Sunday, June 27, 2010
"LOOSE CANNONS, DANGEROUS CURVES and LEVITATING HOLY SCRIPTURES"
On Cinehound forum Pete Tombs once made the mistake of mentioning that due to a lack of space there was a full chapter that didn't make it to the MM book! A chapter on Lollywood cinema (i.e. Pakistani cinema) written by none other than Omar Khan who directed HELL'S GROUND (aka Zibahkhana). It was a mistake (haha) cos it meant I've kept bugging him on Cinehound ever since to put it out on their blog or website! Unfortunately, for some reason MM haven't wanted to do so. The chapter was actually included in the Spanish language edition of the MM book. However, ... lo and behold... Omar Khan has just put out what I believe is that chapter as an eBook (or eMag, whatever) for download! Go here. I can't comment on how good it is as I haven't read it yet (and thanks to Jared for the tip).
I watched the South African horror/war movie THE STICK tonight and if it had any value to mention it here I would most likely say THE STICK is thee best South African movie I've ever watched ... but as I've only seen three S.A. film ever it doesn't make that much of an impression on you, I'm sure! xD.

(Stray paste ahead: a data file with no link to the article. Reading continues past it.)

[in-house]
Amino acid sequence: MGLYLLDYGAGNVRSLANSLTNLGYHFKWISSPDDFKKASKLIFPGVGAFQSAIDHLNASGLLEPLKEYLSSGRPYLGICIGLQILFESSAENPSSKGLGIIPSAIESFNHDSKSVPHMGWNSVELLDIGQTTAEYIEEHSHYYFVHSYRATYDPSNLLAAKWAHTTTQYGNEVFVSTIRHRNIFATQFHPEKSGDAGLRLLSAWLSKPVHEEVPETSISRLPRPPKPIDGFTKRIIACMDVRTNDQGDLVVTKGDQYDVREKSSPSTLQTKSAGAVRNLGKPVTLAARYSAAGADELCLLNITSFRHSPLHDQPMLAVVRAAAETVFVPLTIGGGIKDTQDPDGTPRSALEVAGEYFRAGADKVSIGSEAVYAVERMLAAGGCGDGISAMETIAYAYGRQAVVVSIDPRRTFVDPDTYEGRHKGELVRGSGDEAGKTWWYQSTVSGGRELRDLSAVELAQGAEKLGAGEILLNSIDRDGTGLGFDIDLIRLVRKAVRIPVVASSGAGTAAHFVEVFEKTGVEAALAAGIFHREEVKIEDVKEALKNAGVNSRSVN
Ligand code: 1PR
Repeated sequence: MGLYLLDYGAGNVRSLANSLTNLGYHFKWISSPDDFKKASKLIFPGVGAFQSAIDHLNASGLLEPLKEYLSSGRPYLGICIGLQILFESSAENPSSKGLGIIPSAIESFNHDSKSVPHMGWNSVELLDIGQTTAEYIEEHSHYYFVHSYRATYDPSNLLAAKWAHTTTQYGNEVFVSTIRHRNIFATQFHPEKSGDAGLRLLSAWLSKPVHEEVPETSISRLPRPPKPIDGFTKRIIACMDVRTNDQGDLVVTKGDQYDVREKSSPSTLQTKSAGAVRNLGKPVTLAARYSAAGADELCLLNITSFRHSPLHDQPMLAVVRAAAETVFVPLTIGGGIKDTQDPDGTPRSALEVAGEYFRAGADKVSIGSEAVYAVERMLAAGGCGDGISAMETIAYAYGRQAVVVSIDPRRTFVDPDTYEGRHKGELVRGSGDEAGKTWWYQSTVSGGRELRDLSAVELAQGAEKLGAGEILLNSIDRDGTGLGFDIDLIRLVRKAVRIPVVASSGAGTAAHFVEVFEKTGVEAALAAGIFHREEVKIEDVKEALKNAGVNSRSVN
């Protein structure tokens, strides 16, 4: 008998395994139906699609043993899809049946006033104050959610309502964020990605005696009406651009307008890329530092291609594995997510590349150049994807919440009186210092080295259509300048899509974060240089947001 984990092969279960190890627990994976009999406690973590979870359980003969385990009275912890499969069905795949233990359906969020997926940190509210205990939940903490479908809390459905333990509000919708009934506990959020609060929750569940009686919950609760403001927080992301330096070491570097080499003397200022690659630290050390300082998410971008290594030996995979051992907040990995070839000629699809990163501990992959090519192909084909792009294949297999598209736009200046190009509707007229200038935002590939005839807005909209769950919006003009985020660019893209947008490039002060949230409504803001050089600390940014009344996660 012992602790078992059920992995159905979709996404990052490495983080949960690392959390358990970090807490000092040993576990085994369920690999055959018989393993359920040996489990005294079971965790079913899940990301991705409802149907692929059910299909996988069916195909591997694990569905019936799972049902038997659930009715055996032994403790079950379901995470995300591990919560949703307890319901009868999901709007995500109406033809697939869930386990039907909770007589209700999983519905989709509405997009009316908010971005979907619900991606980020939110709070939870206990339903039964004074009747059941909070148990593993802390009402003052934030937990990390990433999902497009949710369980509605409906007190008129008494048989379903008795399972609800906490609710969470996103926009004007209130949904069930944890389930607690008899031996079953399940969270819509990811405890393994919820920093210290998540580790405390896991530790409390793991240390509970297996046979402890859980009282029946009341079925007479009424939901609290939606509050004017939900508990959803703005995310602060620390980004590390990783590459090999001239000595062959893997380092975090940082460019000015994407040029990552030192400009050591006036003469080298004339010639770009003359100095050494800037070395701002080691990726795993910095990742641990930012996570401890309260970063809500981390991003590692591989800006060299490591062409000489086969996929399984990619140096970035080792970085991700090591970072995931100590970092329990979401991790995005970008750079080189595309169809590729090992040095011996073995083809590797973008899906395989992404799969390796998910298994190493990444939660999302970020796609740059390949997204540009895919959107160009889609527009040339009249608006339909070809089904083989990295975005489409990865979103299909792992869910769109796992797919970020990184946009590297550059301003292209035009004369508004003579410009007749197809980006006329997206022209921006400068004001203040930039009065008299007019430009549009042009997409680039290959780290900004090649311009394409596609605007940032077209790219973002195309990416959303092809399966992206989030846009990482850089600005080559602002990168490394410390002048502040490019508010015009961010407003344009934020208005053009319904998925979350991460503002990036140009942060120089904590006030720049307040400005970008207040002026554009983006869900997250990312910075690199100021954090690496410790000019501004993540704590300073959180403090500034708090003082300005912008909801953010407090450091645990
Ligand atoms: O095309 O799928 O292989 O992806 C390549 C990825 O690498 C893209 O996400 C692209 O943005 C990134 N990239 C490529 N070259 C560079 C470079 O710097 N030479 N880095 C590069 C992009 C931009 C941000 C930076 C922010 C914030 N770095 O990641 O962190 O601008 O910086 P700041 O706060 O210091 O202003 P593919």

The movie is from 1987 and was made and is set in the middle of the apartheid era which isn't something you're likely to forget thru out the movie ("Why the fuck do we need to carry this fucken dead kaffer?"). South African patrols are being attacked and killed off by a ghostlike enemy. The army leaders don't believe in ghosts so they wanna get the enemy once and for all. And by "get" means: "I don't need any prisoners" as they chief commander puts it in his speech to his men.
A group of 8 men take off to find the mysterious enemy in the bush. I'll do a proper review on my other blog later but sufficient to say THE STICK is one helluva film! It's very good and there's not one single moment where your mind drifts off to tropical islands and native go-go-dancers in bamboo skirts.
THE STICK is tough, raw, unpleasant (there are no real likeable characters in the fillm) and not for the fainhearted! Most of the dialogue is in English with a few Africaans (i.e. old Dutch) sentences scattered around for good measure. Unfortunately, it's almost impossible to actually get to watch the film. There are no DVD releases and the few VHS releases are very rare. I got my copy from Japan for around 30 bucks + postage. The picture is fullscreen and as good as it gets for VHS. This film really needs a proper release.